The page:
Time Management for Sourcers and Recruiters – Schedule Building

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Oct 20, 2016
This article is part of a series called Editor's Pick.

In our business, the number one aspect of sourcing and recruiting that is overlooked is time. It is one of the variables, in the long run, we cannot control it, however, we can influence it. Let’s take a look into a typical work day:

  • 8:00am – 8:30am
    • Check email, grab some coffee, and if we’re lucky maybe even a donut
  • 8:30am – 9:00am
    • Morning meeting
  • 9:00am – 10:00am
    • “Sourcing” time
  • 10:00am – 12:00pm
    • Hit the phones/send emails
  • 12:00pm – 1:00pm
    • Lunch
  • 1:00pm – 4:30pm
    • Hit the phones/send emails
  • 4:30pm – 5:00pm
    • Wrap up your day, get together any last minute emails for follow ups

This day changes depending on your role as a sourcer, recruiter, manager, or even if you’re corporate or agency staffing. This daily routine is a good beginning stage to dive deep into our time management and how we can influence the time we have a lot better. First off, I am sure you have noticed only two slots for calls/emails. Two hours in the morning and three and a half hours in the afternoon for a total of five and a half hours daily. I have spoken to a few industry professionals who would say that is plenty of time to get the daily tasks accomplished and others who said that it is a complete waste of time.

A good saying for our industry which I believe is underestimated is, “To truly work effectively, you need to work efficiently.” –Many of us

I am going to take that daily schedule and show you how you can implement something similar in order for you to work effectively and efficiently. This starts off with schedule building. I have used this format of schedule building to management and influence my time for the last two years. This allows me to stay focused and on track while not getting sucked into the pitfalls.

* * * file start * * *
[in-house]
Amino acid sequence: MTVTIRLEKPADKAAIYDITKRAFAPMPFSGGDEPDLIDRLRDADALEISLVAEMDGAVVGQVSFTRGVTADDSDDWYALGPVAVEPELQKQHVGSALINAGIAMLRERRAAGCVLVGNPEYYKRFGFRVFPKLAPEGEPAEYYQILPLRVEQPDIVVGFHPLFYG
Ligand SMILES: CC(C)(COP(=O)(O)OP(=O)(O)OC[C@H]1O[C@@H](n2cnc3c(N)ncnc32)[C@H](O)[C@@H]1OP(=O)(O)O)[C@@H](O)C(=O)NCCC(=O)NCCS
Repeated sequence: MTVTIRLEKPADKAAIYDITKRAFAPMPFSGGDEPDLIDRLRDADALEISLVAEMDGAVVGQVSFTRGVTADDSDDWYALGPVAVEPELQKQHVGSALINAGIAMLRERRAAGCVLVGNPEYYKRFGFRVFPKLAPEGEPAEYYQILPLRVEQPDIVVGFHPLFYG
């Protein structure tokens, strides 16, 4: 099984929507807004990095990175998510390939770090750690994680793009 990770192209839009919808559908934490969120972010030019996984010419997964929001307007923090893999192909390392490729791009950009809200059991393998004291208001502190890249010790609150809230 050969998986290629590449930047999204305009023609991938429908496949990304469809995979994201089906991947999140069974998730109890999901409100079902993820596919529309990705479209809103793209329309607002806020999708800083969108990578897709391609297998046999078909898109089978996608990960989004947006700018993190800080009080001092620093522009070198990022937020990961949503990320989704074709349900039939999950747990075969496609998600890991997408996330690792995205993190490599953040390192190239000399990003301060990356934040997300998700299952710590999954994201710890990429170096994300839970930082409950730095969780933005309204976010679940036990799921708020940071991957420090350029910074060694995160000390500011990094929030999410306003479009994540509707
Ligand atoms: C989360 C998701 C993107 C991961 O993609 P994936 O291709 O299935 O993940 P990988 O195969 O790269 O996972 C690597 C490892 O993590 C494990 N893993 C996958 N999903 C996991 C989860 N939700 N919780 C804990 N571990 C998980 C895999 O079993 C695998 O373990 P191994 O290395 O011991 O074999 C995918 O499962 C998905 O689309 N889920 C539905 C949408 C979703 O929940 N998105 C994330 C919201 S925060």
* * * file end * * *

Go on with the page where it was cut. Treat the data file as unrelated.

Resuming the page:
Scheduling Builder Example:

Job ID #:           –            –           


Focus Time:                               







This is the same scheduling builder I use. This allows you to track candidates manually as well as manage your time in doing so. This allows you to customize depending on the needs of the management team or client skill set your working on that given day. I recommend breaking it up by time. So for an example, I don’t spend more than two hours for a given role. This allows me to continue to be sharp and focused on that given skill set and I have noticed if I break over the two-hour limit my productivity decreases.

The other way you can break this up is by candidates. There are 15 open slots so if you source 15 strong candidates and call/email them all move on to the next. You can easily find yourself saying one more, one more, and then you realize its 4pm on a Friday and you spent all day looking for that Java W2 candidate with nothing to show for it.

That feeling I’m sure has hit us all. We get lost in the moment, no one is answering the phone and we just want to speak with someone. So we continue to push and get trapped in the pitfall. We lose focus, we lose energy, but most of all we lose time. With the schedule builder if you are allowed I recommend printing it off double sided. When spaced out the right way on a word document you are able to get in four schedule builders. This is also an effective and efficient use of time management.

We all have dashboards that go on like a grocery list and it can be overwhelming. To dedicate the adequate time, energy, and effort into filling a requisition industry experts say to focus on three to four “skill sets” a day rather than try to cover 15 jobs at once. This is an easy way to burn yourself out. I have always focused heavily on three reqs. with a fourth req. being my fall back. This is crucial as if you are having one of those days where you’re not getting any traction on one of your main three requisitions, you have a fourth to fall back on. This also aligns with the five and a half hours daily provided from the “typical daily schedule” listed above.

This also helps where you can keep track on candidates manually as well with having the sheet printed out, mark the first and last name of the candidate. After you’re done you can mark next to the name when you send a follow-up email. When the candidate calls you back and you’re unable to locate them in the system and unsure what req. it was, refer back to your schedule builder. Find the name and look at the req. It is like magic, you will save so much time over the course of a week doing this.

Lastly, one other trick this allows you to do is to follow up on the candidates. On Wednesday, take out your sheet from Monday and send a quick follow up email to the list if you haven’t heard back and for those “all-star” candidates give them another phone call follow up. You will find yourself seeing a higher response rate as well as not getting so lost in the time.

This article is part of a series called Editor's Pick.
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